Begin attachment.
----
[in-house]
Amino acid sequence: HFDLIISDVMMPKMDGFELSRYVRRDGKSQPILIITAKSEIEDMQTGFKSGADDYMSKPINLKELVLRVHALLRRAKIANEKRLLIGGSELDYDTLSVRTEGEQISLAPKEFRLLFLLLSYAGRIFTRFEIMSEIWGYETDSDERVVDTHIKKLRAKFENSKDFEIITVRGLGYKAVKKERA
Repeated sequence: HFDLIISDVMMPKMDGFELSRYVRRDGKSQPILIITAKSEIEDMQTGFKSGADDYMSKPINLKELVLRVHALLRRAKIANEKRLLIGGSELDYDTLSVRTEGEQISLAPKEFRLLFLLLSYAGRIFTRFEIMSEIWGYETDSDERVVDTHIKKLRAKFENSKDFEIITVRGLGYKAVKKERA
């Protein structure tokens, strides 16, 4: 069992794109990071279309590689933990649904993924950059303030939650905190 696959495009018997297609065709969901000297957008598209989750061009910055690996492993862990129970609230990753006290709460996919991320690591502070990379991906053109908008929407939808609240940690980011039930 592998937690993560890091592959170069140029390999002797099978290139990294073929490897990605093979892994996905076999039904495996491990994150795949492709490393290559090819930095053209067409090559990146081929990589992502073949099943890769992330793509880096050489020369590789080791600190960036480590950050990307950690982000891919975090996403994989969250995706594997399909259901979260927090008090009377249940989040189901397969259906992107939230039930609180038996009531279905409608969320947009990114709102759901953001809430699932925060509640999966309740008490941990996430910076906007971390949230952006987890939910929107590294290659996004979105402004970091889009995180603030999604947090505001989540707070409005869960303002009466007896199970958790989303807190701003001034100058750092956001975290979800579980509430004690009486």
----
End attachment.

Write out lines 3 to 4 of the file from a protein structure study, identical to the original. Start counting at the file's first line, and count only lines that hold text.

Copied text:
Repeated sequence: HFDLIISDVMMPKMDGFELSRYVRRDGKSQPILIITAKSEIEDMQTGFKSGADDYMSKPINLKELVLRVHALLRRAKIANEKRLLIGGSELDYDTLSVRTEGEQISLAPKEFRLLFLLLSYAGRIFTRFEIMSEIWGYETDSDERVVDTHIKKLRAKFENSKDFEIITVRGLGYKAVKKERA
């Protein structure tokens, strides 16, 4: 069992794109990071279309590689933990649904993924950059303030939650905190 696959495009018997297609065709969901000297957008598209989750061009910055690996492993862990129970609230990753006290709460996919991320690591502070990379991906053109908008929407939808609240940690980011039930 592998937690993560890091592959170069140029390999002797099978290139990294073929490897990605093979892994996905076999039904495996491990994150795949492709490393290559090819930095053209067409090559990146081929990589992502073949099943890769992330793509880096050489020369590789080791600190960036480590950050990307950690982000891919975090996403994989969250995706594997399909259901979260927090008090009377249940989040189901397969259906992107939230039930609180038996009531279905409608969320947009990114709102759901953001809430699932925060509640999966309740008490941990996430910076906007971390949230952006987890939910929107590294290659996004979105402004970091889009995180603030999604947090505001989540707070409005869960303002009466007896199970958790989303807190701003001034100058750092956001975290979800579980509430004690009486």